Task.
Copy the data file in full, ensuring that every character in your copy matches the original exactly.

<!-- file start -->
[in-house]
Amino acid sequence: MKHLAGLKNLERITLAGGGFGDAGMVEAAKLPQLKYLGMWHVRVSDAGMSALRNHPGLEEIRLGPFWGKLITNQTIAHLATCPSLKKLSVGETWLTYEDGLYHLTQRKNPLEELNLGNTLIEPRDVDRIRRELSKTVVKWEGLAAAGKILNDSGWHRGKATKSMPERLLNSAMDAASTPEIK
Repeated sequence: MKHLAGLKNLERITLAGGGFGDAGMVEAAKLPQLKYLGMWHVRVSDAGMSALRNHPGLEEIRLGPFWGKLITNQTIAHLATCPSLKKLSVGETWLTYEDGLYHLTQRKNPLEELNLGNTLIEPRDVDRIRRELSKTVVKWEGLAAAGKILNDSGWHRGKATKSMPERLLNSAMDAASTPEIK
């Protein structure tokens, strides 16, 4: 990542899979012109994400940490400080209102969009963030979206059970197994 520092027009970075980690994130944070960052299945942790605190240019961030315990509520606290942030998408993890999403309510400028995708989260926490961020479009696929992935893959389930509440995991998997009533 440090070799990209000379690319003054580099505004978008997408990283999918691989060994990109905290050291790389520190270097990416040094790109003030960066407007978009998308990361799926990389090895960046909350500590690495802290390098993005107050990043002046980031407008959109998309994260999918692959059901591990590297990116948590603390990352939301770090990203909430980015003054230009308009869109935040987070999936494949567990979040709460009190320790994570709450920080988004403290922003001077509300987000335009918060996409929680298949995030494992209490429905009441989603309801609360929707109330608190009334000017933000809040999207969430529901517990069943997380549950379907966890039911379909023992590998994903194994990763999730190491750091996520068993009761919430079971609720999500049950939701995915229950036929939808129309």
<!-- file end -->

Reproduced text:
[in-house]
Amino acid sequence: MKHLAGLKNLERITLAGGGFGDAGMVEAAKLPQLKYLGMWHVRVSDAGMSALRNHPGLEEIRLGPFWGKLITNQTIAHLATCPSLKKLSVGETWLTYEDGLYHLTQRKNPLEELNLGNTLIEPRDVDRIRRELSKTVVKWEGLAAAGKILNDSGWHRGKATKSMPERLLNSAMDAASTPEIK
Repeated sequence: MKHLAGLKNLERITLAGGGFGDAGMVEAAKLPQLKYLGMWHVRVSDAGMSALRNHPGLEEIRLGPFWGKLITNQTIAHLATCPSLKKLSVGETWLTYEDGLYHLTQRKNPLEELNLGNTLIEPRDVDRIRRELSKTVVKWEGLAAAGKILNDSGWHRGKATKSMPERLLNSAMDAASTPEIK
């Protein structure tokens, strides 16, 4: 990542899979012109994400940490400080209102969009963030979206059970197994 520092027009970075980690994130944070960052299945942790605190240019961030315990509520606290942030998408993890999403309510400028995708989260926490961020479009696929992935893959389930509440995991998997009533 440090070799990209000379690319003054580099505004978008997408990283999918691989060994990109905290050291790389520190270097990416040094790109003030960066407007978009998308990361799926990389090895960046909350500590690495802290390098993005107050990043002046980031407008959109998309994260999918692959059901591990590297990116948590603390990352939301770090990203909430980015003054230009308009869109935040987070999936494949567990979040709460009190320790994570709450920080988004403290922003001077509300987000335009918060996409929680298949995030494992209490429905009441989603309801609360929707109330608190009334000017933000809040999207969430529901517990069943997380549950379907966890039911379909023992590998994903194994990763999730190491750091996520068993009761919430079971609720999500049950939701995915229950036929939808129309």